21st Mar ’15: Partial eclipse of Ganymede by Io. 50% partial eclipse: only slightest diming of Ganymede visible. This observation was made during the Ben Lomond star Party at nearly 4000 feet. The benefits of higher altitude were cancelled out by a night of moist air and fleeting high cloud bands. 140mm refractor.

28th March ’15: Occultation of Ganymede by by Io. This was only a 30% occultation but was fortunate to have good seeing and transparency. Separation see seen right up to approx 1.5 mins of expected initial contact, then pronounced egg shape during occultation and then separation seen approx 1 min after expected final contact. Io's path was just above the centreline of the orbital path of Ganymede. 140mm refractor.

11th June ’15: Concurrent Io and Ganymede moon and shadow transits and egress. Poor seeing and low elevation made observations very difficult. Shadow transits just visible. Io not seen until 8 minutes after expected egress. Ganymede not seen until 10 minutes after expected egress with elevation very low by then. Ganymede’s shadow egress occurred below the horizon and not seen. 140mm refractor.

15th Jun ’15: Eclipse of Europa by Io. Low elevation and heavy cloud cleared 5 mins before event but difficult viewing through fine cloud. Europa blinked out for approx 2 mins. 85mm refractor.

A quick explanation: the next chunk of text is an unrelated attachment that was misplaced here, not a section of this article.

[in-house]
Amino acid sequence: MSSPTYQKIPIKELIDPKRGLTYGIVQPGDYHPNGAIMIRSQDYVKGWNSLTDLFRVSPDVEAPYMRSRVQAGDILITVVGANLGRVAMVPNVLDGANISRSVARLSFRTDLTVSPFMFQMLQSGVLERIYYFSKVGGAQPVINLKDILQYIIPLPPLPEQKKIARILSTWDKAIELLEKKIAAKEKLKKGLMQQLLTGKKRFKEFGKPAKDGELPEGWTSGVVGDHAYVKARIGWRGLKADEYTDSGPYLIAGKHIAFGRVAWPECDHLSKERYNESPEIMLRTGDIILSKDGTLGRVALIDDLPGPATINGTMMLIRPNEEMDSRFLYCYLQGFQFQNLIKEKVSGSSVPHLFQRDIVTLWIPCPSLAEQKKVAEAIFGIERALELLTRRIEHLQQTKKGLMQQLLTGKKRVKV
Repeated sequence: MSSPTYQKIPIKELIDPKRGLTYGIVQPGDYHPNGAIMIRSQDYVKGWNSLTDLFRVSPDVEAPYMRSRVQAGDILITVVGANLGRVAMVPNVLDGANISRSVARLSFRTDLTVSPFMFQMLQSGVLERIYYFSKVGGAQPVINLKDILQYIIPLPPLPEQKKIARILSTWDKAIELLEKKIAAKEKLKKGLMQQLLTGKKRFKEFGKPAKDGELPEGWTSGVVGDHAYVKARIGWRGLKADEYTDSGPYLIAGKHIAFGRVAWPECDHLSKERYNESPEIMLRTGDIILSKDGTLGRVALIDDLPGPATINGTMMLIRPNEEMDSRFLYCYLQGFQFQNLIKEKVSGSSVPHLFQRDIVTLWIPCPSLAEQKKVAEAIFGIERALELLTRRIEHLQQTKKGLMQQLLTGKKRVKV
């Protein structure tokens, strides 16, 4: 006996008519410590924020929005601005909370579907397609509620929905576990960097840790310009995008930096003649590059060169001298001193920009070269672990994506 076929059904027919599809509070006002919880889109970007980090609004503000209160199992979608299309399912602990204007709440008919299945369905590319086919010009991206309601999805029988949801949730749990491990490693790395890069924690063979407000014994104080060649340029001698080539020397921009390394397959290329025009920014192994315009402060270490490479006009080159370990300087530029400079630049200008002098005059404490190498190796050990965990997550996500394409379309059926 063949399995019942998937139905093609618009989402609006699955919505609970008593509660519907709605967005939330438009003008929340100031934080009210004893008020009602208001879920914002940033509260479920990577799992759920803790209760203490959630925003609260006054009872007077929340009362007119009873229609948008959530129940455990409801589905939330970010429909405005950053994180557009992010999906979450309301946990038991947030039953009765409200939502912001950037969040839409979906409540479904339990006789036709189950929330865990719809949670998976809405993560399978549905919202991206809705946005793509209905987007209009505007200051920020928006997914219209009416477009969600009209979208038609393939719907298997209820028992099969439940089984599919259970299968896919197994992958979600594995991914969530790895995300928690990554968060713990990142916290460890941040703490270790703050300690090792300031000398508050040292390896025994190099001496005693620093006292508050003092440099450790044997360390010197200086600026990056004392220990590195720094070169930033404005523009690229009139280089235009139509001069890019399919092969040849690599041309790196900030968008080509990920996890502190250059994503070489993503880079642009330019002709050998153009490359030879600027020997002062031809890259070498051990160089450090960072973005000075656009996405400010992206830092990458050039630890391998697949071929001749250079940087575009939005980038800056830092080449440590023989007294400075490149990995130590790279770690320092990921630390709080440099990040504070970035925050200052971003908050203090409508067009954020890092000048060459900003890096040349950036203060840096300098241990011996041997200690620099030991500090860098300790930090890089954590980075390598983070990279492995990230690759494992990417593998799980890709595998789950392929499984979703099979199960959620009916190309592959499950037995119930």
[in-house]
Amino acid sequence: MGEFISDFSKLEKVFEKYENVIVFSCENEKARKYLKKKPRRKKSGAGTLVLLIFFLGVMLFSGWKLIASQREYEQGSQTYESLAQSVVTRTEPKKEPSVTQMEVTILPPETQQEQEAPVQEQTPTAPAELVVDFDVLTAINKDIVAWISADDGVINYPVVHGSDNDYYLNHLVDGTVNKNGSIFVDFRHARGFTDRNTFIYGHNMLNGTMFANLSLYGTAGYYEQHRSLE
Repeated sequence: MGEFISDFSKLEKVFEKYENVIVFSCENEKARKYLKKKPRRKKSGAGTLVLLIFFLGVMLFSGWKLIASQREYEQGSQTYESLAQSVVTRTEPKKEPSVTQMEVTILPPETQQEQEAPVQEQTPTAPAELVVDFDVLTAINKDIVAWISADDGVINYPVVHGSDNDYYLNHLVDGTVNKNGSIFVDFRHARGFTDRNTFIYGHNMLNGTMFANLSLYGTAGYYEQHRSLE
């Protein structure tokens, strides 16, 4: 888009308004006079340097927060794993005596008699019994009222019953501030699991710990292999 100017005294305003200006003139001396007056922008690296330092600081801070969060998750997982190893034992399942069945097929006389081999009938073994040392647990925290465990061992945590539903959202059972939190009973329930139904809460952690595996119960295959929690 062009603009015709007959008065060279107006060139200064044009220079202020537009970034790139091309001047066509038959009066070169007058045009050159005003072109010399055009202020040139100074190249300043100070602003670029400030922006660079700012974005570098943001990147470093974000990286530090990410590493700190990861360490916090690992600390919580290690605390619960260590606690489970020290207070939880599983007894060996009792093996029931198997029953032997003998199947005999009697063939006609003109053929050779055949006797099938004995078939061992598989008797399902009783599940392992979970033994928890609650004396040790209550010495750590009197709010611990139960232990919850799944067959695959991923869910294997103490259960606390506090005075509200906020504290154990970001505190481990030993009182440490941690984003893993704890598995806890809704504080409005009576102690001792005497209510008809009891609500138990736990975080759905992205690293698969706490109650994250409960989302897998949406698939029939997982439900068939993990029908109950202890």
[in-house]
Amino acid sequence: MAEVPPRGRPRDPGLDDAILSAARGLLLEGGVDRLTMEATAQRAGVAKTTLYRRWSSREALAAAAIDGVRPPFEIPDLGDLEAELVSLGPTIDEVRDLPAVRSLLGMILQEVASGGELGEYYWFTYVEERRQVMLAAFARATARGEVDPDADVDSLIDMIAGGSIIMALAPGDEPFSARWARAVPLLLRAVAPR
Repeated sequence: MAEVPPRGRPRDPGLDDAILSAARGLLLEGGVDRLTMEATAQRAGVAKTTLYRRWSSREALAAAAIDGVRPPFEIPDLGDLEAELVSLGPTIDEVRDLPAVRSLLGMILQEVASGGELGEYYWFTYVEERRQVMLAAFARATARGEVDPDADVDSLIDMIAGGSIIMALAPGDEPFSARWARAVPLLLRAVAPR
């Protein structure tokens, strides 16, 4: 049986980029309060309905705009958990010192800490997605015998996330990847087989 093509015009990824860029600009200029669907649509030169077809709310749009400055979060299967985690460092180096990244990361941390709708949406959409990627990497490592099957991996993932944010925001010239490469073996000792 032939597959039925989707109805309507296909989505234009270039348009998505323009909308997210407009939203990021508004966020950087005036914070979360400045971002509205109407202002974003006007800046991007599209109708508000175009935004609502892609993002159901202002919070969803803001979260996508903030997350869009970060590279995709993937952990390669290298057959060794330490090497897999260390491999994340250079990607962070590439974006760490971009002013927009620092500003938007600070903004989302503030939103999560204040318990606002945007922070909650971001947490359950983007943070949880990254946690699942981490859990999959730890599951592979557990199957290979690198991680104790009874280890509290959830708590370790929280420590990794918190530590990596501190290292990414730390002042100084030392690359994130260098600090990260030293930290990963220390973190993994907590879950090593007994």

Cheers


Steve.
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Old 26-07-2015, 01:27 PM
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Benjamin (Ben)
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Really enjoyed reading your report Steve. Great you got to see ten of them. I've yet to observe this type of event so hoping in 6 years skies and family allow some dedicated observation time :-) In the meantime I was thinking of catching an asteroid occulation. Probably not quite as exciting as the moons of Jupiter but nicely 'live' I guess.
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Old 26-07-2015, 06:06 PM
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Tinderboxsky (Steve)
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Thanks Ben.
Actually there are still many Jupiter moon events worth chasing. I have another project going to bag an observation of each of the following events for each of the four moons: eclipse (by Jupiter) disappearance and re-appearance, shadow ingress+transit+egress, moon transit ingress+transit+transit egress, occultation disappearance and re-appearance. That is a total of 40 events. I started recording these in late 2012 and so far have recorded 32 of the events. Still a way to go!!
Then there are multiple moon events, eg moon and shadow transits to chase. One can also chase alignments, eg all moons on one side of Jupiter and in their correct orbit order.

Cheers

Steve
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Old 26-07-2015, 07:17 PM
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I've caught a few shadow transits before and moons being occulted by the planet but never tired anything more systematic. Sounds like an excellent project. Look forward to hearing more.